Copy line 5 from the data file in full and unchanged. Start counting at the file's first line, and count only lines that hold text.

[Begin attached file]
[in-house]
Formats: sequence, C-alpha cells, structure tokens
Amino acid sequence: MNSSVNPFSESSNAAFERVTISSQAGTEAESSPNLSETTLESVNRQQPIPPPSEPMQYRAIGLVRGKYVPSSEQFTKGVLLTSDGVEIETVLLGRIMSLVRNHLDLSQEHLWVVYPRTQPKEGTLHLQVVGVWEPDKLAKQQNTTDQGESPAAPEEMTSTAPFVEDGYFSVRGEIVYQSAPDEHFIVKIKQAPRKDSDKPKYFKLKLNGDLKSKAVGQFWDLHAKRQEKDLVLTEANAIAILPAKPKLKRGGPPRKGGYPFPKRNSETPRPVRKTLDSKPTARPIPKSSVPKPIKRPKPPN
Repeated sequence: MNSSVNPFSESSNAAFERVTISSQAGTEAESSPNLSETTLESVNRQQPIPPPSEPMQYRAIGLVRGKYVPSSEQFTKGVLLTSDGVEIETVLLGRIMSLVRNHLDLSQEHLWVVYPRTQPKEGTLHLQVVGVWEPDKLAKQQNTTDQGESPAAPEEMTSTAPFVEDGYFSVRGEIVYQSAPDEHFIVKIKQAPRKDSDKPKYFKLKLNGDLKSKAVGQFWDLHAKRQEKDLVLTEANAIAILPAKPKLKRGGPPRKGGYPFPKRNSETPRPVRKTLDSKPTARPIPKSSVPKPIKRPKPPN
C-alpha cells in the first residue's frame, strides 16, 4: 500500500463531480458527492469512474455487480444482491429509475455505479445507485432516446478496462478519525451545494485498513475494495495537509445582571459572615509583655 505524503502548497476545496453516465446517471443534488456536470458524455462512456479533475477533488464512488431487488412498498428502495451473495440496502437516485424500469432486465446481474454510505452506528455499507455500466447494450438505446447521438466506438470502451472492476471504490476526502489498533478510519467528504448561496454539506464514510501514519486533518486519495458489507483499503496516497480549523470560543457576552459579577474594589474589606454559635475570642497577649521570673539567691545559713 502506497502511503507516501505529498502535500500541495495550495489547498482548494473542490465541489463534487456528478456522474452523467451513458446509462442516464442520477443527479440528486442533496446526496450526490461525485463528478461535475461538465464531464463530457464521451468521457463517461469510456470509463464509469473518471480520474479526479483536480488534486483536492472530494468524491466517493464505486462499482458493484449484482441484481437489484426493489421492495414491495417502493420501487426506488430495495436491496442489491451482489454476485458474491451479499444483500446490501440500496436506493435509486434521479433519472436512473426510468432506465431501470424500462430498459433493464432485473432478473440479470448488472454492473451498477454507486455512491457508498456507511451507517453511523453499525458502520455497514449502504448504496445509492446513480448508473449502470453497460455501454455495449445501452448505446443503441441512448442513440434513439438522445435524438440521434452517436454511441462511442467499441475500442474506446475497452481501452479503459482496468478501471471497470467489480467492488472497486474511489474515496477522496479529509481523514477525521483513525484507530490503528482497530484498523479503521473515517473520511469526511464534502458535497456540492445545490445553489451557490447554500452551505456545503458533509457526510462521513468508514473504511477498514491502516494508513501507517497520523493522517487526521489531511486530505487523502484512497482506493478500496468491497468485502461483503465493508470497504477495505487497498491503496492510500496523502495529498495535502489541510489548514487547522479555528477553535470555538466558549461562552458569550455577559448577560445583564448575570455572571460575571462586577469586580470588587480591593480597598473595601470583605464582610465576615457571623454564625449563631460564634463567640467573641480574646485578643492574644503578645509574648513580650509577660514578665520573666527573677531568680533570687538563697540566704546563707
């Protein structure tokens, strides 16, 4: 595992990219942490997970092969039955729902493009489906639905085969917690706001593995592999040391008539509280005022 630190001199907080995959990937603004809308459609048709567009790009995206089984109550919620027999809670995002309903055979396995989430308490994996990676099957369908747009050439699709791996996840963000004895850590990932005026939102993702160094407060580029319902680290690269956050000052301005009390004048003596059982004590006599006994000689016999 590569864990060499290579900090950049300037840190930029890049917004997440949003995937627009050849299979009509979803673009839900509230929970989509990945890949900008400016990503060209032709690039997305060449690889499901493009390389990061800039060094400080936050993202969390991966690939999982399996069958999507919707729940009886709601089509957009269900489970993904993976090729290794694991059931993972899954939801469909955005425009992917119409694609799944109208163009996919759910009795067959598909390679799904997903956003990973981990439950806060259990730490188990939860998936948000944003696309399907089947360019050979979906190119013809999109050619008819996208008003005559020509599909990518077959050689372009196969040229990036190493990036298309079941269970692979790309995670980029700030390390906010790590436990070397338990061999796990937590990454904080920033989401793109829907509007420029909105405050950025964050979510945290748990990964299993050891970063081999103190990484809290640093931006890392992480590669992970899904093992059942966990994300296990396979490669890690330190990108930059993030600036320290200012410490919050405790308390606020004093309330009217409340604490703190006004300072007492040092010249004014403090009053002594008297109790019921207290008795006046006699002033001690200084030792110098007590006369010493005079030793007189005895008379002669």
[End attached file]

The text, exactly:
C-alpha cells in the first residue's frame, strides 16, 4: 500500500463531480458527492469512474455487480444482491429509475455505479445507485432516446478496462478519525451545494485498513475494495495537509445582571459572615509583655 505524503502548497476545496453516465446517471443534488456536470458524455462512456479533475477533488464512488431487488412498498428502495451473495440496502437516485424500469432486465446481474454510505452506528455499507455500466447494450438505446447521438466506438470502451472492476471504490476526502489498533478510519467528504448561496454539506464514510501514519486533518486519495458489507483499503496516497480549523470560543457576552459579577474594589474589606454559635475570642497577649521570673539567691545559713 502506497502511503507516501505529498502535500500541495495550495489547498482548494473542490465541489463534487456528478456522474452523467451513458446509462442516464442520477443527479440528486442533496446526496450526490461525485463528478461535475461538465464531464463530457464521451468521457463517461469510456470509463464509469473518471480520474479526479483536480488534486483536492472530494468524491466517493464505486462499482458493484449484482441484481437489484426493489421492495414491495417502493420501487426506488430495495436491496442489491451482489454476485458474491451479499444483500446490501440500496436506493435509486434521479433519472436512473426510468432506465431501470424500462430498459433493464432485473432478473440479470448488472454492473451498477454507486455512491457508498456507511451507517453511523453499525458502520455497514449502504448504496445509492446513480448508473449502470453497460455501454455495449445501452448505446443503441441512448442513440434513439438522445435524438440521434452517436454511441462511442467499441475500442474506446475497452481501452479503459482496468478501471471497470467489480467492488472497486474511489474515496477522496479529509481523514477525521483513525484507530490503528482497530484498523479503521473515517473520511469526511464534502458535497456540492445545490445553489451557490447554500452551505456545503458533509457526510462521513468508514473504511477498514491502516494508513501507517497520523493522517487526521489531511486530505487523502484512497482506493478500496468491497468485502461483503465493508470497504477495505487497498491503496492510500496523502495529498495535502489541510489548514487547522479555528477553535470555538466558549461562552458569550455577559448577560445583564448575570455572571460575571462586577469586580470588587480591593480597598473595601470583605464582610465576615457571623454564625449563631460564634463567640467573641480574646485578643492574644503578645509574648513580650509577660514578665520573666527573677531568680533570687538563697540566704546563707